Home » Issues & People » CDA Oasis Conversations: The TMJ Society of Canada with Anita Frank

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  1. The frustrating thing for those of us who routinely treat these patients is not the actual treatment (which frankly isn’t really that hard) but the lack of sound education on functional occlusion for many dentists. TMD (not “TMJ”) is largely occlusally related (with some nods to spinal-cervical problems that may confound the issue) and the “biopsychosocial” nonsense is just jibber jabber. But when you start talking about functional occlusion and management of these problems you get a lot of blank stares. It’s a shame and I’m afraid that as those of us who treat these conditions move on in life there will be even fewer to fill the void.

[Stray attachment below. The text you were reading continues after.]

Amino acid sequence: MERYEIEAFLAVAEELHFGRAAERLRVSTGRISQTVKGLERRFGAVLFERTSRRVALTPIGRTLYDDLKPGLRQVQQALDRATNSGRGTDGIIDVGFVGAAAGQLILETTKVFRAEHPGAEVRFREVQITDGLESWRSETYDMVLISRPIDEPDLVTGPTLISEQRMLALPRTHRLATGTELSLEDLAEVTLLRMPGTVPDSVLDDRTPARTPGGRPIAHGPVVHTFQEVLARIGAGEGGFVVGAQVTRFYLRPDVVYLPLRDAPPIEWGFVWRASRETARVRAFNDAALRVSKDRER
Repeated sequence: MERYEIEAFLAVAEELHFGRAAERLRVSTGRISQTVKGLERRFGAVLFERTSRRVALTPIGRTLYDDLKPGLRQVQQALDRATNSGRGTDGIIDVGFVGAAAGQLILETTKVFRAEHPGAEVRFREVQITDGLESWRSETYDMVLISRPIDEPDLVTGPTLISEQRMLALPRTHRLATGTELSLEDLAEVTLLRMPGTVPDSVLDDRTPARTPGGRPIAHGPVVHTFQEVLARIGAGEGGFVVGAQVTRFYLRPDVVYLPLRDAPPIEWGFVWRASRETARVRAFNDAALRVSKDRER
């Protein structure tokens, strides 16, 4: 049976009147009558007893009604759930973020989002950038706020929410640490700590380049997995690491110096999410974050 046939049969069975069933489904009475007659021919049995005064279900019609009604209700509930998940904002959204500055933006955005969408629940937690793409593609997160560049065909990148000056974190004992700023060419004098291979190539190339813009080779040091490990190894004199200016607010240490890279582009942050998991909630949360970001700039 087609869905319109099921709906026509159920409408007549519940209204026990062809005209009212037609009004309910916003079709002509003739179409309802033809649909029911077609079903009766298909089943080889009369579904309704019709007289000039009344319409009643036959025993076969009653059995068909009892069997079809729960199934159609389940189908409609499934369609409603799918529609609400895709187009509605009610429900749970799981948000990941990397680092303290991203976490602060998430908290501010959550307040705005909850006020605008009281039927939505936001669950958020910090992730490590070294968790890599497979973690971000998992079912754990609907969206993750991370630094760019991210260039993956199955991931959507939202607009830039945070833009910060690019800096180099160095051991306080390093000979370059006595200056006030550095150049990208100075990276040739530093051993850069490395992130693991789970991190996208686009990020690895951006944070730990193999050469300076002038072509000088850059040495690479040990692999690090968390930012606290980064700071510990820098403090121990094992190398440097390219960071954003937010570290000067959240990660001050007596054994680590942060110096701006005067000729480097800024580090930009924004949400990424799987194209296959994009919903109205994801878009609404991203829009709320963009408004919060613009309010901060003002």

• I agree with you Mark, it is very frustrating about the lack of accessible education on functional occlusion regarding TMD. I am a dental assistant educator who also assisted a dentist who treated TMD for over 12 years. What I saw with regard to how he treated his patients with this “joint disorder” by functional occlusion and management is truly remarkable. Absolutely changed the lives for the better of many by this treatment. This treatment has given many people the chance to live a healthy lifestyle where as before, unable to even get out of bed due to the crippling effects of TMD. This dentist has retired and since then, I have noticed how there is a lack of accessible sound education for the treatment of TMD. Sad and frustrating indeed, because functional occlusion and management treatment works!!!

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